Copy of Daniel Holemans Obituary

 

Holeman, --Daniel Holeman died at his home in Bronson Nov. 12, 1892,

after a long and protracted illness, aged 84 years, 3 months and 4 days.

 

Uncle Daniel as he was familiarly called by a host of friends as well as

by a number of relatives, was born in Clark county, Indiana, on July 8,

1808.  He was married on June 7, 1829 to Miss Persilla Crab and to them

were born eight children, five of whom are still living.

 

He was married the second time on Oct. 21, 1847 to Miss Hulda Cunningham

and this union was blessed with four children, three of whom are still

living; he thus leaves to mourn his departure an aged companion and eight

children, and was the grandfather of 47 and great grandfather of 55

children.

 

All who knew him honored and respected him and those who knew him best

loved him most.

 

A short funeral service was conducted by Rev. J. H. Carter at theresidence of the deceased on Nov. 14, and the remains were laid to rest

in the Xenia Cemetery near his former home.

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From:  Signs of the Times newspaper, Vol. 61, No. 14, Middletown, N.Y.,

Wednesday, April 5, 1893

 

Mr. Daniel Holeman, of Bronson, Bourbon Co., Kansas, departed this life

Nov. 12th, 1892, aged 84 years, 4 months and 4? days.

 

The deceased was born in Jackson Co., Ind., July 8th, 1808, and on June

7, 1829 was united in marriage with Miss Priscilla Crabb, in the same

county, who became the mother of nine children, five of whom are yet

living.  Mr. Holeman moved to Warren Co., Ill., in November 1839, where

his wife died Nov. 28th, 1846.  On Oct. 31st, 1847 he married his second

wife, Mrs. Hulda Cunningham, who survives him, and who has three children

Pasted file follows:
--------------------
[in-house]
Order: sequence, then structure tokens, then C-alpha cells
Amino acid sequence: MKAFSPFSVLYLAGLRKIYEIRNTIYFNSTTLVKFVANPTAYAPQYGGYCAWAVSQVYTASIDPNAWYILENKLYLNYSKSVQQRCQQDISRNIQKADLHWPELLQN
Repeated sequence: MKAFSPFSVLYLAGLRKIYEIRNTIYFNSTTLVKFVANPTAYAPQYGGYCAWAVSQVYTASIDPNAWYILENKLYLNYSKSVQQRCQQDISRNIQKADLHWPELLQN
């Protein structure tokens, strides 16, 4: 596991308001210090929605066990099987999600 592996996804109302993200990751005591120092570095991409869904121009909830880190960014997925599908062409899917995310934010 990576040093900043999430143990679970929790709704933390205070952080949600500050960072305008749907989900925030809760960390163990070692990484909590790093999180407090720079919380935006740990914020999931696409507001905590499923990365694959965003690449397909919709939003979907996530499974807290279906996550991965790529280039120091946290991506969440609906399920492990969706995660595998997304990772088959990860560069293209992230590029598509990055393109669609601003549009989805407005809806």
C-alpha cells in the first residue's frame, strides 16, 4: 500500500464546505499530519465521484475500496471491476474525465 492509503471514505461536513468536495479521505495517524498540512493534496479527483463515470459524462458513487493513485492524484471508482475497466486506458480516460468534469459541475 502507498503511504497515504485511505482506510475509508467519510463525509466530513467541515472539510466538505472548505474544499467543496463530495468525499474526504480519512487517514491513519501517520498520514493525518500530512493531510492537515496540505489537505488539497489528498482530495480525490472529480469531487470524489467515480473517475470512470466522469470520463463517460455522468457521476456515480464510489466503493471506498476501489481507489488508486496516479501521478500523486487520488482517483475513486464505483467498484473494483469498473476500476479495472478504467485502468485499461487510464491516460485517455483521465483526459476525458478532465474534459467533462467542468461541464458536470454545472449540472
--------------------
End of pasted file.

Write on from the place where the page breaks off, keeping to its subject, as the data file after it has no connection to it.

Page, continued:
surviving from this union.  In the fall of 1865 Mr. Holeman emigrated to

Bourbon Co., Kansas, where he died.

 

The deceased was not connected with the visible church of Christ, but for

many years gave his friends abundant evidence that he was a subject of

grace, and they often urged him to come in and enjoy the privileges of

the New Hope Church; at Greenbush, Ill., where the writer has been pastor

since the spring of 1857.  I was often at his house while the deceased

resided near our church at Greenbush, and others with me, and his

hospitality and strong friendship for us as Baptists endeared him to us;

and we always found the dear Signs of the Times in his house, which he

read and paid for during many long years.  His father and himself, and

some of his sons and grandsons, four generations, have patronized the

"dear old Signs."  The subject of this notice was a man of strict

integrity and honor, and his word was as good as his bond among them that

knew him, and his moral character unimpeachable.  The first person the

writer ever baptized was Stephen Holeman, son of the deceased in August,

1858 in Warren Co., Ill., now of Kaknsas, who is one of the faithful

followers of Jesus.  Another son of the deceased is our highly esteemed

brother, Deacon Isaac Holeman, formerly of Avon, now of Greenbush, Ill.,

at whose request I write this notice.  After Decon Holeman ws baptized,

and became a member with us, he visited his almost helpless father in

Kansas, and had a long talk with him about uniting with the church, and

told his aged father what a sweet pence he had enjoyed since he had been

enabled to attend to that long-neglected duty himself; and the dear

father wept and shed many tears, but remarked with deep emotion that he

thought he had "waited too long': and still felt his unworthiness.   The

subject of this imperfect notice provided well for his family, and his

friends, and especially the friends of Christ, were ever welcome to his

hospitality.  He became helpless about a year before his death; and when

the summons came he simply and calmly fell asleep.  He had requested that

Elder Thomas Job should speak on the occasion, but he was called away

from earth before this event.  Deacon Holeman reached Bronson in time

only to see his honored and beloved father laid away to rest.  The will

of the Lord be done.

 

                          I. N. Vanmeter

 

                          Macomb, Ill.

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